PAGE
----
Figure 2 shows a comparison of the H-u plots of the TSKgel Amide-80 and NH2-100 HILIC phases. The optimum HETP for the amino type column is reached at a flow-rate of 1.2 mL/min at a pressure of 6 MPa. At increased flow-rates the H-u-curve is relatively flat. This allows using this column for fast separations at elevated flow-rates without impairing separation efficiency.
The availability of two TSK-GEL HILIC phases offering different selectivity features allows for adopting both, the stationary as well as the mobile phase to optimize the separation of a given sample. Available in a particle size of 3 μm, both columns are ideally suited for high efficiency HPLC as well as HPLC–MS analysis
HILIC separations are performed either in isocratic mode with a high percentage of organic solvent or with gradients starting with high percentage of organic solvent and ending with a high portion of aqueous solvent, which is opposite to reversed phase. The elution order of compounds is usually inversed as well. As a result in HILIC mode polar compounds are very well separated according to increased polarity. We present the analysis of water soluble vitamins (Nicotinamide, Nicotinic acid, Pyridoxine and Vitamins B1, B2, B12 and C) as an example for the separation of polar compounds on the two available TSK-GEL HILIC phases. For difficult separations of the very polar vitamins of the B complex HILIC separation is advantageous over reversed-phase analysis, especially when combined with highly sensitive mass spectrometric detection.
Material and Methods:
Columns: TSKgel NH2-100 3 μm, 4.6 mm i.d. × 15 cm L TSKgel Amide-80 3 μm, 4.6 mm i.d. × 15 cm L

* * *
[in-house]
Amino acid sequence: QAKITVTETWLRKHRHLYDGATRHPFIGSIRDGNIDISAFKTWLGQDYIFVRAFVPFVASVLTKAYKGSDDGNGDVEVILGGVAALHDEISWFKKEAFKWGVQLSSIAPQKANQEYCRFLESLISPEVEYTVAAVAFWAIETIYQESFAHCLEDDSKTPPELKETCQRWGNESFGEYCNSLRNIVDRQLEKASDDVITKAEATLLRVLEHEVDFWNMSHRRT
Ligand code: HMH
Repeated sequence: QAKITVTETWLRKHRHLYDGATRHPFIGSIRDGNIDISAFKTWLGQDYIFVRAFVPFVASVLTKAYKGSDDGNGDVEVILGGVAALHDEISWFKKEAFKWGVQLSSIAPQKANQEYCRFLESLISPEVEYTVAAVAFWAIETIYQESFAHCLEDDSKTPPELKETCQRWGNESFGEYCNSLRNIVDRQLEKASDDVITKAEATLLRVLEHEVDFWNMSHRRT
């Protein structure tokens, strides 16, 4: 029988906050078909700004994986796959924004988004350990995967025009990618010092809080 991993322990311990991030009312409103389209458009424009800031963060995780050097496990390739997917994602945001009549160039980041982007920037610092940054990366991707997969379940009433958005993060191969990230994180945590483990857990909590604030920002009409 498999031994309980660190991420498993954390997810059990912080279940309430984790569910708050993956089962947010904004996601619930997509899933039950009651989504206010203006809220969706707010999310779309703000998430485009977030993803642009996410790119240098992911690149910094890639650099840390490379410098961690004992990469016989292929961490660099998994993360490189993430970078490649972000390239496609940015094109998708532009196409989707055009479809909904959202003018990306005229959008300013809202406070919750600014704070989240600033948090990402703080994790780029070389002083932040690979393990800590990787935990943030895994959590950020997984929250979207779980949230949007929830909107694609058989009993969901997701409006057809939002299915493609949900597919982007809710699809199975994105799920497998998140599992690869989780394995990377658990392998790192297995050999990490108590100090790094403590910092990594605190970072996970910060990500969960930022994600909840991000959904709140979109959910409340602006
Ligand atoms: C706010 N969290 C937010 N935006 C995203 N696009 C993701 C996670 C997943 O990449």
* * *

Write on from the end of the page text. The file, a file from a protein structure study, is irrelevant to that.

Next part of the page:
Mobile phase: 25 mM phosphate buffer (pH 2.5)/ACN = 30/70
Flow-rate: 1 mL/min
Temperature: 40 °C
Detection: UV @ 254 nm
Sample: Figure 3: vitamin standard mixture Figure 4: energy drink (filtrated, diluted in ACN (1:1))
Injection: 5 μL
Figure 3 shows the separation of a standard solution of water soluble vitamins on a TSKgel NH2-100 column compared to the separation on a TSKgel Amide-80 column. Both columns have the same dimension (4.6 mm i.d. × 15 cm L) and particle size (3 μm). Flow-rate and mobile phase were identical as well. The elution order of the compounds varies when applying the same mobile phase to both columns: The new amino type column shows a stronger retention for nicotinic acid, vitamin C and vitamin B12 while retention of vitamin B1, B2 and pyridoxine is reduced. Figure 4 shows the analysis of a commercially available energy drink on the new amino-type HILIC column, after filtration and addition of the same volume of acetonitrile.
TSKgel Amide-80 HILIC columns have been used for years for a broad range of HILIC applications. The new 3 μm TSKgel NH2-100 columns provide an additional selectivity option, when increased retention or alternate selectivity is needed. This new bonded phase provides a powerful tool for robust method development in hydrophilic interaction liquid chromatography.
1. A. Alpert, J. Chromatogr., 499, 177–196 (1990).
2. Y. Iwasaki et al., J. Liquid Chromatogr. & Rel. Techn., 30(14), 2117–2126 (2007).
3. W. Laroy et al., Nature Protocols, 1, 397–405 (2006).
4. P. E. van der Steen et al., J. Biol. Chem., 281(27), 18626–18637 (2006).
5. H. Nakagawa et al., J. Chromatogr. B, 853(1–2), 133–137 (2007).